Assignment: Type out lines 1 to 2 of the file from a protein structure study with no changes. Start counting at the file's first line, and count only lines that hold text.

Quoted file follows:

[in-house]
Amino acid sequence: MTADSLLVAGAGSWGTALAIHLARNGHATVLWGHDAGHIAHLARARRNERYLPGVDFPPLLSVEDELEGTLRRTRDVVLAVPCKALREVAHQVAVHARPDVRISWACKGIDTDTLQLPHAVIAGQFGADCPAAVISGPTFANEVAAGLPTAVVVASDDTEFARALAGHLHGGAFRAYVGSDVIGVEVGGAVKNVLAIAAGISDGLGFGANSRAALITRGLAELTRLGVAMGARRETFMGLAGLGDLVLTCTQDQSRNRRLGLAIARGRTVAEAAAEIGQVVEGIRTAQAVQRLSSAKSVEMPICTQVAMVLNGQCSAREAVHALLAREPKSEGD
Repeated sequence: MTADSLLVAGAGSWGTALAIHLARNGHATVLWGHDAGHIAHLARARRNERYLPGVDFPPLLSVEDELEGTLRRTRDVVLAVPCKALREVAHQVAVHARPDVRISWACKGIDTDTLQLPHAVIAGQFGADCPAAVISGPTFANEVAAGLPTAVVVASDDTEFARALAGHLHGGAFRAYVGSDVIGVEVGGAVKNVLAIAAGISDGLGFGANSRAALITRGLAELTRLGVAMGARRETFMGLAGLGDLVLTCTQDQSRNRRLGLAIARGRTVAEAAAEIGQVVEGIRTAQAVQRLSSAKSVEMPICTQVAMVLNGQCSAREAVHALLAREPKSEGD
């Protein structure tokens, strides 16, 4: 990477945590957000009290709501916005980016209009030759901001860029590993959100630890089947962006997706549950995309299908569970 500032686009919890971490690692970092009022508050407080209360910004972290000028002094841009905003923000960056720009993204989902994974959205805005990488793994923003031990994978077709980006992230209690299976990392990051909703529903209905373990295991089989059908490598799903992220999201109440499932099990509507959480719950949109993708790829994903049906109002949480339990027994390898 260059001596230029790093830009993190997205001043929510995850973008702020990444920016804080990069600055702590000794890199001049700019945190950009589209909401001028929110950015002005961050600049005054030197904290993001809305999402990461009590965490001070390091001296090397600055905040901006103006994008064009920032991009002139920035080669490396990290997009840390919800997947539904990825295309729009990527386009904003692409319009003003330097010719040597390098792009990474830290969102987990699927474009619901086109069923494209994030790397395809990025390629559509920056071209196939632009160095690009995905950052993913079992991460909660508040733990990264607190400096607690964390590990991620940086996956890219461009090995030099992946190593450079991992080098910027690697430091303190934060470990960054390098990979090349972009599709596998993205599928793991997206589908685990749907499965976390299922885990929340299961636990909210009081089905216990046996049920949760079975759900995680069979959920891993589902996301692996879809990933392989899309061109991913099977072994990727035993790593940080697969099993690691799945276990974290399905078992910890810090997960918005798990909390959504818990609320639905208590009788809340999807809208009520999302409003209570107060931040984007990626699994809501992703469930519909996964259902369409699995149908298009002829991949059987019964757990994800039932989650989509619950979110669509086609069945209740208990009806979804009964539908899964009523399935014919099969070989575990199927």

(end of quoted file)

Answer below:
[in-house]
Amino acid sequence: MTADSLLVAGAGSWGTALAIHLARNGHATVLWGHDAGHIAHLARARRNERYLPGVDFPPLLSVEDELEGTLRRTRDVVLAVPCKALREVAHQVAVHARPDVRISWACKGIDTDTLQLPHAVIAGQFGADCPAAVISGPTFANEVAAGLPTAVVVASDDTEFARALAGHLHGGAFRAYVGSDVIGVEVGGAVKNVLAIAAGISDGLGFGANSRAALITRGLAELTRLGVAMGARRETFMGLAGLGDLVLTCTQDQSRNRRLGLAIARGRTVAEAAAEIGQVVEGIRTAQAVQRLSSAKSVEMPICTQVAMVLNGQCSAREAVHALLAREPKSEGD